Global Economics

German Automakers Push for Bailout, Too


In the wake of the planned American auto industry bailout, German carmakers want a similar package in Germany and also may seek aid in the U.S.

A day after the United States Congress passed a $14 billion (€10.7 billion) bailout of the American auto industry, carmakers in Germany are hoping to receive similar support, both from European governments and possibly from the US fund.

In an interview given to the Berliner Zeitung newspaper, the president of the German Association of the Automobile Industry (VDA), Mattias Wissmann, pointed to competitive concerns in pleading for state aid for German auto manufacturers. Responding to the US bailout plan, Wissmann said "what's important for us is that all of those who produce in America—not just American firms—are treated the same way."

Fearing the consequences of a bailout benefiting only American-owned firms, Wissmann added that "competitive distortions must be avoided." German producers currently hold a 7.2 percent share of the US auto market, with the majority of those vehicles manufactured on American soil.

Wissmann also called upon the European Union to extend €20 billion to €40 billion in low-interest loans to European auto manufacturers to help promote the development of environmentally-friendly vehicles. Wissmann said he wants Germany to be "the world leader" in the production of fuel-efficient cars, and that given the tough credit market, EU loans would help to "force" the development of environmentally friendly technology. In 2007, amid much healthier economic conditions, the EU extended the auto industry €7.2 billion in low-interest loans.

Tough Times for German Auto Makers and Suppliers

Wissman's request for government help comes during a week of troubling news from the German auto sector. On Monday, the financial services arm of VW said it would apply for loan guarantees through the German government's €500 billion bank bailout program. On Monday, auto giant Daimler announced it was shortening its work week to four days—and at some plants only three—from January 12 until at least March 13. Wolfsburg-based auto maker VW had previously announced it would suspend production at its hometown plant for three weeks starting on Dec. 18.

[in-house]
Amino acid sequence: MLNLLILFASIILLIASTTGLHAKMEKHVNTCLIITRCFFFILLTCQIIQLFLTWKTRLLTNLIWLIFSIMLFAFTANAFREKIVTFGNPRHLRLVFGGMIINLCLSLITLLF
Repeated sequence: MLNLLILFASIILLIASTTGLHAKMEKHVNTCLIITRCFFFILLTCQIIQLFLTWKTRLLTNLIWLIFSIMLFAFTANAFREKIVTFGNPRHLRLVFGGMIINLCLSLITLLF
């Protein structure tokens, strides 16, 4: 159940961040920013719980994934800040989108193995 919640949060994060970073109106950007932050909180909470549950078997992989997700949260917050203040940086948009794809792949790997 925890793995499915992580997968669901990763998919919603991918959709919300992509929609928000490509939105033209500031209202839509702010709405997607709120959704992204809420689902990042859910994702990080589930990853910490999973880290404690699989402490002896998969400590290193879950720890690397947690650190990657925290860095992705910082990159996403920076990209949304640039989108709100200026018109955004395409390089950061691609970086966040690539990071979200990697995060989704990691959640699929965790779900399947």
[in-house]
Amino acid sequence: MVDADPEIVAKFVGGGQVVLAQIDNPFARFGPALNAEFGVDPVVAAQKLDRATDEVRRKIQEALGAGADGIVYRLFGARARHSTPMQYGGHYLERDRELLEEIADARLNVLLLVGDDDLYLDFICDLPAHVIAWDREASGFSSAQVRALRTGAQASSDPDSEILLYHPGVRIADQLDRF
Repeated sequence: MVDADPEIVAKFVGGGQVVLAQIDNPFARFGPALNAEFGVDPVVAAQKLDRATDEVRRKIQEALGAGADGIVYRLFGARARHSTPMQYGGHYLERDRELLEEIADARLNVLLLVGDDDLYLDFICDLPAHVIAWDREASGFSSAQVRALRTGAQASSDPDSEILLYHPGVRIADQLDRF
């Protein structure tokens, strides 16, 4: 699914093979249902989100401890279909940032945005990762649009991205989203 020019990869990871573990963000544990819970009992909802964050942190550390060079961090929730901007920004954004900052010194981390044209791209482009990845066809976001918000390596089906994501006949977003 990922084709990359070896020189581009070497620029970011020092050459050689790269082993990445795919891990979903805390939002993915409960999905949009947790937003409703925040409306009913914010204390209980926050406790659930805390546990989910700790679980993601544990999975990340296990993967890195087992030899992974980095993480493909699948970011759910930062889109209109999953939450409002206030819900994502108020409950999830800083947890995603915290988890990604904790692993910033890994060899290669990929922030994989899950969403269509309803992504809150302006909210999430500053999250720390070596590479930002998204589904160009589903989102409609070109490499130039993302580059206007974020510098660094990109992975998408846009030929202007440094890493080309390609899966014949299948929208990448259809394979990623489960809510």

But the real trouble is coming from auto suppliers, many of whom are heavily exposed to the ailing US car market. On Monday, auto supplier TMD Friction filed for bankruptcy protection in Cologne. And on Wednesday, Hamburg-based tire manufacturer Continental lowered its earnings forecasts and announced it would not pay dividends to shareholders in 2008 or 2009. Tedrive, another supplier, was reported to be preparing bankruptcy papers.

In total, 15 separate auto suppliers have applied for emergency loan guarantees from the auto-heavy west German state of North-Rhine Westphalia. The state has already made €900 million available for auto suppliers, and is setting aside a further €1.1 billion in anticipation of more requests.

Fears of a Bailout Race

Not everybody is happy about the bailout negotiations being floated on both sides of the Atlantic. Willie Diez, director of the Institute for Automobile Economics, responded to the news about the US bailout by telling the Berliner Zeitung that "the race for subsidies has commenced." Diez worries across-the-board government subsidies will "prevent" the industry from undertaking "necessary adjustments."

"Merkel and Sarkozy should travel to the US to discuss how we can prevent a reciprocal overbidding (of aid)," said Diez. Although he acknowledges that a collapse of the American auto industry would hurt German suppliers in the short term, "in the long term," he believes, "Germans would benefit."

Of course, any talk of an American bailout is still extremely premature. Although a $14 billion bill passed through the House of Representatives on Wednesday, it enjoys little support from Republicans in the US Senate, which will have to ratify the bill before it can take effect.

Senator Richard Shelby, a Republican from Alabama, called the bailout bill a "travesty" on Wednesday and threatened to filibuster it. If he makes good on his threat, the bill would have to receive 60 votes in the 100-seat chamber to ensure passage. The Senate Minority Leader, Republican Senator Mitch McConnell, told reporters "the votes aren't there" to prevent a filibuster.

Provided by Spiegel Online—Read the latest from Europe's largest newsmagazine

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